Why Treatment for Women Struggling with Addiction Needs to Address Women-Specific Issues

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Center for Network Therapy on 3/19/2019

WEST ORANGE, N.J.March 19, 2019 /PRNewswire/ — As the addiction epidemic continues to spread, it is ensnaring more women. 19.5 million women over age 18 (15.4%) used illicit drugs in the past year; 8.4 million misused prescription drugs; and, the growth rate of addiction to heroin for women has outpaced that of men since 2003. Dr. Indra Cidambi, Medical Director, Center for Network Therapy (CNT), commented, “There are several reasons why women are prone to get addicted faster than men, but the primary reason is biology.”

“A majority of women with addiction issues have suffered sexual abuse earlier in their life, which caused mental health issues such as depression, anxiety, or PTSD later,” said Dr. Cidambi. “And many slipped unknowingly into addiction while trying to self-medicate, often with devastating consequences to their health and lifestyle.”

A woman’s body contains less water than men (drugs/alcohol in the system are less diluted), more fatty tissue (higher retention) and lower levels of specific enzymes (slower break down of substances). “As a result, women can progress faster to addiction than men as their bodies are exposed to the substance longer and at higher concentration levels,” Dr. Cidambi adds.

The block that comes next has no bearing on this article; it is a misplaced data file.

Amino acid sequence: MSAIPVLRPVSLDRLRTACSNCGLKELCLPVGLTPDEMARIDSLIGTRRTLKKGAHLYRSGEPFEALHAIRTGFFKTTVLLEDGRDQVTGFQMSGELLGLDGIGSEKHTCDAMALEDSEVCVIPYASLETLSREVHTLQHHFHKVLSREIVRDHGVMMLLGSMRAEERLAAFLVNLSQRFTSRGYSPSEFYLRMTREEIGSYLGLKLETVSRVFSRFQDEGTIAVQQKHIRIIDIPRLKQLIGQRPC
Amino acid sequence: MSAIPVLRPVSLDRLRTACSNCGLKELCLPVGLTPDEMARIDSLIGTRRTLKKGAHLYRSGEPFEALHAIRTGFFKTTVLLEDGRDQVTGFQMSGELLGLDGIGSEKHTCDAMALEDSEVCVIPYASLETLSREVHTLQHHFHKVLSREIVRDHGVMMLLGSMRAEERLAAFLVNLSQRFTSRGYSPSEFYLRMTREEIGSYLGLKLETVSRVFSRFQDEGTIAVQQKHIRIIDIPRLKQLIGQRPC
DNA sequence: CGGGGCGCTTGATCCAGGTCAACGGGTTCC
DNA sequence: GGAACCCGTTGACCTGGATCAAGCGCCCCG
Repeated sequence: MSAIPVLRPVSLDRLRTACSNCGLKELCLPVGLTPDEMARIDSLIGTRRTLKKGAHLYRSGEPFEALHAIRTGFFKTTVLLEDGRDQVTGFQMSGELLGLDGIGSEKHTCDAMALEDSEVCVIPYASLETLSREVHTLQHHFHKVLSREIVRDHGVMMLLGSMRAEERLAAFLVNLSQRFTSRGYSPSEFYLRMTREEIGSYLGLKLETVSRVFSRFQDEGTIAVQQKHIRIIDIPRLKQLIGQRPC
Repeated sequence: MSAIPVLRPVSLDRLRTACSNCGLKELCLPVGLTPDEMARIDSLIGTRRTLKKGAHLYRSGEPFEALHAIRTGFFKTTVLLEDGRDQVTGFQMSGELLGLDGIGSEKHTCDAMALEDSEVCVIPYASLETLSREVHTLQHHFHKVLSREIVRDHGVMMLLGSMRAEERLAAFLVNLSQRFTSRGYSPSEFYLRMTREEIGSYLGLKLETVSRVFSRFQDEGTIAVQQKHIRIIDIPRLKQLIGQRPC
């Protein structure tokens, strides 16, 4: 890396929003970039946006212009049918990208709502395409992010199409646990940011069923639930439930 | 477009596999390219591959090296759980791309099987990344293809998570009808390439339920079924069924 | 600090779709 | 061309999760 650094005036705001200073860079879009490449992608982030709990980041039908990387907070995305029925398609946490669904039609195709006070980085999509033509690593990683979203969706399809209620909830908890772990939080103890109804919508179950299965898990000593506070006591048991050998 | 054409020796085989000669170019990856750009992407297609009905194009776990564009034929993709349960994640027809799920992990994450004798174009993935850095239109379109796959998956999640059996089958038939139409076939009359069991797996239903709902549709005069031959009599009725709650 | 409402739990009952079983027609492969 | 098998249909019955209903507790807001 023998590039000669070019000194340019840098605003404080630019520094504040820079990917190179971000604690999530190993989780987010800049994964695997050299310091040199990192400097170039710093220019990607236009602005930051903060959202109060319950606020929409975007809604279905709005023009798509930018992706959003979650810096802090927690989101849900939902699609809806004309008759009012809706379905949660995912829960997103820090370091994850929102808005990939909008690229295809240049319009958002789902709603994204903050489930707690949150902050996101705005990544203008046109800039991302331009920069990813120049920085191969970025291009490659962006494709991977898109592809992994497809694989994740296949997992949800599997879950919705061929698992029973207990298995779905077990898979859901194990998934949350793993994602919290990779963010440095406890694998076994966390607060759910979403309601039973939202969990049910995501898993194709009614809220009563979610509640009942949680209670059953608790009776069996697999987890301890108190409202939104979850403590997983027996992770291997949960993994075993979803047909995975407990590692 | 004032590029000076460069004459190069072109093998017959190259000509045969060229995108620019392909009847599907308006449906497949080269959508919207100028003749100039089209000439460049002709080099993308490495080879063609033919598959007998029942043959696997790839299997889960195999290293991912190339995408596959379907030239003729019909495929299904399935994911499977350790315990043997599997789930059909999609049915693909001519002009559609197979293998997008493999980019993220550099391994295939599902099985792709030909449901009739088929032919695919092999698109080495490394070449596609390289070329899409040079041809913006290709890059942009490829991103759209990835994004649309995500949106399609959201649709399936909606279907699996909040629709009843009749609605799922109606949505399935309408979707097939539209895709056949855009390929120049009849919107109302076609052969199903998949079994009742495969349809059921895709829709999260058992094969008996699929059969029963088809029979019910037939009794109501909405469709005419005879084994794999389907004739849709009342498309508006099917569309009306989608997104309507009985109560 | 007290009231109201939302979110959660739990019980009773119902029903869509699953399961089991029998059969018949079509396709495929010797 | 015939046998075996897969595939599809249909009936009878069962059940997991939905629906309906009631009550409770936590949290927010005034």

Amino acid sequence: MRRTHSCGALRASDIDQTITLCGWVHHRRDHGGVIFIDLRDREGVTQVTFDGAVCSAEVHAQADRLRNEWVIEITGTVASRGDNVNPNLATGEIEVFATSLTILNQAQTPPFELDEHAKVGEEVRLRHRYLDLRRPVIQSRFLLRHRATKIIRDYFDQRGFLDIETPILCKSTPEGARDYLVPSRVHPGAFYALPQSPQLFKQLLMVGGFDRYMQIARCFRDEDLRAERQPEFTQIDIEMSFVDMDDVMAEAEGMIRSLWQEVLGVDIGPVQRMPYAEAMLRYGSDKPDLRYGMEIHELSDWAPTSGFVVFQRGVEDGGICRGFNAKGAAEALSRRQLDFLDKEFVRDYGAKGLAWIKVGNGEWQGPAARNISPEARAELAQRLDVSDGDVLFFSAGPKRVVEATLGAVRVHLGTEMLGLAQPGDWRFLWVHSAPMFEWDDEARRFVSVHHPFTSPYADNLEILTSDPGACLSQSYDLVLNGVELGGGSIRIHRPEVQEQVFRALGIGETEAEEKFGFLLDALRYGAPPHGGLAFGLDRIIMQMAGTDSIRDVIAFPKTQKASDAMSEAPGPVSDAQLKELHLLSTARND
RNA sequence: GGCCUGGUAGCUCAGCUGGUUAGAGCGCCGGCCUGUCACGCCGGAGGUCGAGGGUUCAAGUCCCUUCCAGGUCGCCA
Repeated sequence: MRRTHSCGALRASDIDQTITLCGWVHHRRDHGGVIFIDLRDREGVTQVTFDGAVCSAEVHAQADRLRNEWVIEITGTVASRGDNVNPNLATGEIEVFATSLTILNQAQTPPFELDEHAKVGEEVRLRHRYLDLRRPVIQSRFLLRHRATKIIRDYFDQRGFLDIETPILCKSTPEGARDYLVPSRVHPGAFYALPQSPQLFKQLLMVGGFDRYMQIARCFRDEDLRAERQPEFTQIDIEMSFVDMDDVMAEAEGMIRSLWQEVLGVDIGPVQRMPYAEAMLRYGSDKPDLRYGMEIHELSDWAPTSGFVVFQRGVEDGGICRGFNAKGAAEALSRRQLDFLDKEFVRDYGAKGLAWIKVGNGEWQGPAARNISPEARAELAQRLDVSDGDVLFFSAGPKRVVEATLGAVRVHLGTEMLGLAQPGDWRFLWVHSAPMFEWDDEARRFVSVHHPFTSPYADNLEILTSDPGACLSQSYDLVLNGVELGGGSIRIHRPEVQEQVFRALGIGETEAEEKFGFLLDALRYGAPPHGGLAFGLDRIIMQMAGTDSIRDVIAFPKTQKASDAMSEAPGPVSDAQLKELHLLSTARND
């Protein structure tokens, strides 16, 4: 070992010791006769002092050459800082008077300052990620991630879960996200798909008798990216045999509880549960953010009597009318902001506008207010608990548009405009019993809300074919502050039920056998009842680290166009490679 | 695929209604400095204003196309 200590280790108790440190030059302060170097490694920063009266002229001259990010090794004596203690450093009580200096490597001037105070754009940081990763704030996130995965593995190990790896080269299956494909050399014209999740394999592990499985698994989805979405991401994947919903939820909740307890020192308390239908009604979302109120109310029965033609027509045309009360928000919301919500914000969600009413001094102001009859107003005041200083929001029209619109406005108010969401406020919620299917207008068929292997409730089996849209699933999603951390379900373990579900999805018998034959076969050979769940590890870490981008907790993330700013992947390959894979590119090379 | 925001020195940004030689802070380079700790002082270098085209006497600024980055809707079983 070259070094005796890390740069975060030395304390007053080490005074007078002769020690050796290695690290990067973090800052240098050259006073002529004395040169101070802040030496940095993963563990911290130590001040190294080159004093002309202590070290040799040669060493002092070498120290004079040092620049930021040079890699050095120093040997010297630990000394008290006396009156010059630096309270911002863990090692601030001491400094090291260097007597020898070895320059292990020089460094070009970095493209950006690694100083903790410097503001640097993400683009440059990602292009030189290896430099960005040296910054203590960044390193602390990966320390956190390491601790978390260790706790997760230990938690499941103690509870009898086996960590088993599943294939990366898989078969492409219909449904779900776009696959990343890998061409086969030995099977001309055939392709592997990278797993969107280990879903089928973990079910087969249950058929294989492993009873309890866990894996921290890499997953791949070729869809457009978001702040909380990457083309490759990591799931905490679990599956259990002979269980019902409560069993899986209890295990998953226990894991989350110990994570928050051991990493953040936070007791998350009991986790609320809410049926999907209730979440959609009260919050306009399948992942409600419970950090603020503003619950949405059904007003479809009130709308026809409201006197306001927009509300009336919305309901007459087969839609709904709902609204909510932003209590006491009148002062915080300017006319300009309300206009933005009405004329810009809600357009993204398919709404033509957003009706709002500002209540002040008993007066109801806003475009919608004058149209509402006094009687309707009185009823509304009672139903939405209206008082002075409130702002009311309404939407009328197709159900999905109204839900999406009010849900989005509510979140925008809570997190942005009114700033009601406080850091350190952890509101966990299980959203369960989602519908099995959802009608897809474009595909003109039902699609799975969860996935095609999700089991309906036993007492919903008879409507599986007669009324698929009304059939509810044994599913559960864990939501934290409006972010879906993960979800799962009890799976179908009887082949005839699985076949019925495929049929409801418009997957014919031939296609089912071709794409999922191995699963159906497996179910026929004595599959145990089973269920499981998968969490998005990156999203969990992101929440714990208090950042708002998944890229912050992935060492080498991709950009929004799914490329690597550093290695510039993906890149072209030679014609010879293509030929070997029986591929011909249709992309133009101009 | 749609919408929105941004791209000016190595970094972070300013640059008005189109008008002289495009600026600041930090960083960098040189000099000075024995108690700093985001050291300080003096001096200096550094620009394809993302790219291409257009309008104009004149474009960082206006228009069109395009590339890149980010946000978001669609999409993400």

Women experience depression and anxiety at higher rates. As per the Anxiety and Depression Association of America, from puberty to age 50, women are twice as likely as men to have an anxiety disorder, and they occur earlier. “Often these disorders go undiagnosed,” stated Dr. Cidambi. “This leads to a level of self-medication through illegal drugs and alcohol.”

Faced with chemical dependence, women defer treatment, due to guilt about abandoning their role in the family. Consequently, CNT’s treatment plan for women incorporates these factors:

  1. First, CNT utilizes decisional balancing exercises. The clinical team works with the patient to evaluate the pros and cons of the decision to enter treatment and extrapolate consequences of not entering treatment in order to ensure adherence and compliance with treatment.
  2. CNT provides therapy and medication to address psychological issues, often in conjunction with the primary care physician.
  3. The program incorporates self-help groups, as women connect better to peers, helping accelerate recovery.
  4. CNT brings immediate family into treatment when needed, helping to elevate support at home and address potential triggers.
  5. CNT also mitigates logistical problems by building flexibility into its programs.

Treatment that focuses on women-specific issues yields better results. A survey of 136 detox patients (men & women), yielded that over 65% were sober longer than 90 days after completing Ambulatory Detoxification at CNT, while statistics show that about 40% remained sober for 90 days after inpatient detoxification. The higher success rate is driven by the success with women.

“With increasing addiction rates among women, it is paramount that we modify our treatment protocols to tailor to women’s specific needs,” Dr. Cidambi concludes. “It is only then, that we will start to win the fight against addiction.”